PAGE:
Two kidnapped members of Qatar hunting party freed in Iraq
Authorities offered no details regarding their release, and did not give any clue as to which group was behind the mass abduction
One of the some two dozen Qatari hunters kidnapped in Iraq this December has been freed along with an Asian who had accompanied the trip, Qatar’s Foreign Ministry said Wednesday.
Authorities offered no details regarding their release, and did not give any clue as to which group was behind the mass abduction in Iraq’s Muthana province, some 370 kilometers (230 miles) southeast of the capital, Baghdad.
“Efforts are still ongoing to free the rest of the 26 kidnapped,” the Foreign Ministry statement said, adding that it expressed “Qatar’s hope that these efforts will be crowned with success.”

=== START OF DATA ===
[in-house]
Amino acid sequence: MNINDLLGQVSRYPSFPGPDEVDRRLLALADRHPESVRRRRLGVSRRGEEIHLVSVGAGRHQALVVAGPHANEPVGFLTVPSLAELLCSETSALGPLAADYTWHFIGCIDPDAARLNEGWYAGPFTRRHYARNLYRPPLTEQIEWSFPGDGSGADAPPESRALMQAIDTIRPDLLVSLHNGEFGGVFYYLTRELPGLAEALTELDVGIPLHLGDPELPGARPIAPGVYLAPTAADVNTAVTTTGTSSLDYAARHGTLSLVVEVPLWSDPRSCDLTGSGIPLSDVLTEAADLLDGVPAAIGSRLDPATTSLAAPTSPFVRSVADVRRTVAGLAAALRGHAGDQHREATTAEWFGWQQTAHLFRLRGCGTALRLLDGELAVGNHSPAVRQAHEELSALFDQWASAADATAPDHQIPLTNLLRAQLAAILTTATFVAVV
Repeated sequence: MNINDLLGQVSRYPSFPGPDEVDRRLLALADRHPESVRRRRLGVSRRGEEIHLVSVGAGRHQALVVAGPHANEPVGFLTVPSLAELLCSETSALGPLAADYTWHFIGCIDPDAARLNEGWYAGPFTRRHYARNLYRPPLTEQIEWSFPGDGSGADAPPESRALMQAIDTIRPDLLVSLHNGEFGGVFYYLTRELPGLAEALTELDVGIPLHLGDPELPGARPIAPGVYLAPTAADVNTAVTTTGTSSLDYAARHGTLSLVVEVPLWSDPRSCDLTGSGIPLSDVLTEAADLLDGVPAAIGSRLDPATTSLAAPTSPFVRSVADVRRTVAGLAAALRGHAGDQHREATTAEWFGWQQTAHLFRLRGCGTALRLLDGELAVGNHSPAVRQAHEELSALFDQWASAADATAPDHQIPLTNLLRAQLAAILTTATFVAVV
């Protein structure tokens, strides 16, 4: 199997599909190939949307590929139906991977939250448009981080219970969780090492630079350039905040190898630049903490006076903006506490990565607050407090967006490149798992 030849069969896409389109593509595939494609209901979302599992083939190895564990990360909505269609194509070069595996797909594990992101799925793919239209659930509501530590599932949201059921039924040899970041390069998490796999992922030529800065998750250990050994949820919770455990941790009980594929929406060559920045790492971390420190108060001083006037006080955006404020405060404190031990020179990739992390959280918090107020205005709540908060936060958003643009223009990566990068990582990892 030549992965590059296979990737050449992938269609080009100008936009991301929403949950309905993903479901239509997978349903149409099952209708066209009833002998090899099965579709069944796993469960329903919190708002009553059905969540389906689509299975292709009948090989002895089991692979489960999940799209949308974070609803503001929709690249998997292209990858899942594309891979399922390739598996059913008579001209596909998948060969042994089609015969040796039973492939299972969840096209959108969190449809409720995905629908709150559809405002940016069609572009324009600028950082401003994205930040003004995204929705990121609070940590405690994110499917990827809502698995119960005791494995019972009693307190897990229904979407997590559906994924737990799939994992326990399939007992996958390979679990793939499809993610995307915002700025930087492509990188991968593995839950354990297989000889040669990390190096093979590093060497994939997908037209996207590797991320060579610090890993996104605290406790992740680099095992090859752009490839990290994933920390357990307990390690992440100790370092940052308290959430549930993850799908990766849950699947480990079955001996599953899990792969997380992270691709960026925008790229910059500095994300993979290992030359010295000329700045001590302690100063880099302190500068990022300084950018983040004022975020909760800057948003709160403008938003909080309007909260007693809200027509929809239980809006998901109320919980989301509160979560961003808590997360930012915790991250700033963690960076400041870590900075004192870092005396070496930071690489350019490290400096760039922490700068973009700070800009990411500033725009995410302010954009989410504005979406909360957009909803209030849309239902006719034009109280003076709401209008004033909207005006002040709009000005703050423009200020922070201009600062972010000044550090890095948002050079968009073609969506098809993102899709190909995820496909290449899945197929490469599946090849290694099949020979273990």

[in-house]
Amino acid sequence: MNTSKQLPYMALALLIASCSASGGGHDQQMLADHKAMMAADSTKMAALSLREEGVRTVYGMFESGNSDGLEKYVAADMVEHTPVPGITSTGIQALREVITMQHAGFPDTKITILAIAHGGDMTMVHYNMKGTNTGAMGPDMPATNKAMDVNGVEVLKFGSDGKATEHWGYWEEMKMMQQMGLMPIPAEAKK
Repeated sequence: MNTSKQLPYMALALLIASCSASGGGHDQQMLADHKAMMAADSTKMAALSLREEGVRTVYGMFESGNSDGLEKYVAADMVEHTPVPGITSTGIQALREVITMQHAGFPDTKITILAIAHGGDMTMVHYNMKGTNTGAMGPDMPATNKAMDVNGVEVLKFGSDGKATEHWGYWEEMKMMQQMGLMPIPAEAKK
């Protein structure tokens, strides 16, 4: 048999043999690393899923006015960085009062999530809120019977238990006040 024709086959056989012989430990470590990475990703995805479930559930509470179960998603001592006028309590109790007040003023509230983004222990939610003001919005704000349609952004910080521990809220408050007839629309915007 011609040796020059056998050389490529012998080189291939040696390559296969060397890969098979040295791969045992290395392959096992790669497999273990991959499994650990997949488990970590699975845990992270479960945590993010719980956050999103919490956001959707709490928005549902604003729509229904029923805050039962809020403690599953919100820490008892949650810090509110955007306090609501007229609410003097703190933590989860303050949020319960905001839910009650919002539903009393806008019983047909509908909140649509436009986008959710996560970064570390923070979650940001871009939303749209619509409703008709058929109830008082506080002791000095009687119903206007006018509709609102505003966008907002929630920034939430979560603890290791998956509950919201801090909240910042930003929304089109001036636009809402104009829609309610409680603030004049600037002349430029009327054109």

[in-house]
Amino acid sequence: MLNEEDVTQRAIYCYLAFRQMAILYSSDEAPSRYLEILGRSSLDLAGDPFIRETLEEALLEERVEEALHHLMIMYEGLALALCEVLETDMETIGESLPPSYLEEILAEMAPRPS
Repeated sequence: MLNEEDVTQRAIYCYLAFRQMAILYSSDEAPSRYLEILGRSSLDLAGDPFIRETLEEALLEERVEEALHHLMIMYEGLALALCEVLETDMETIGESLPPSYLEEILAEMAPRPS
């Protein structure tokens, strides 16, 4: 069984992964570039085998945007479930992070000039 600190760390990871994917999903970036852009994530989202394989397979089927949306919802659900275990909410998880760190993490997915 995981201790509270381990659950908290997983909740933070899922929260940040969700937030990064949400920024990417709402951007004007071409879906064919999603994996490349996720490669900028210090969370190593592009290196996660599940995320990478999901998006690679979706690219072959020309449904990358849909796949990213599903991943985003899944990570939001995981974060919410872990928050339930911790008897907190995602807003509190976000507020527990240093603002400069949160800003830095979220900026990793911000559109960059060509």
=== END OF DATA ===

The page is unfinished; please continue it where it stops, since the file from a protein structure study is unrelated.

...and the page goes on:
Qatari government officials declined to elaborate. Iraq’s Interior Ministry did not immediately respond to a request for comment.
Gunmen stormed the desert camp near the Saudi border used by the falconry hunters at dawn on Dec. 16, kidnapping those there. Their identities remain unclear, though a December statement by United Nations Secretary-General Ban Ki-moon said the kidnapped included children.
Hunters from Gulf states, mainly Qatar, visit Iraq’s vast western and southern desert areas for hunting and purchasing falcons. Iraqi authorities approve the expeditions and offer local police officers as guards, though the Iraqi Interior Ministry previously accused the hunters of not following their instructions and going into unsecured areas.
While Iraq and a US-led coalition battle the Islamic State group in other parts of the country, the predominantly Shiite province of Muthana remains under the control of the nation’s central government.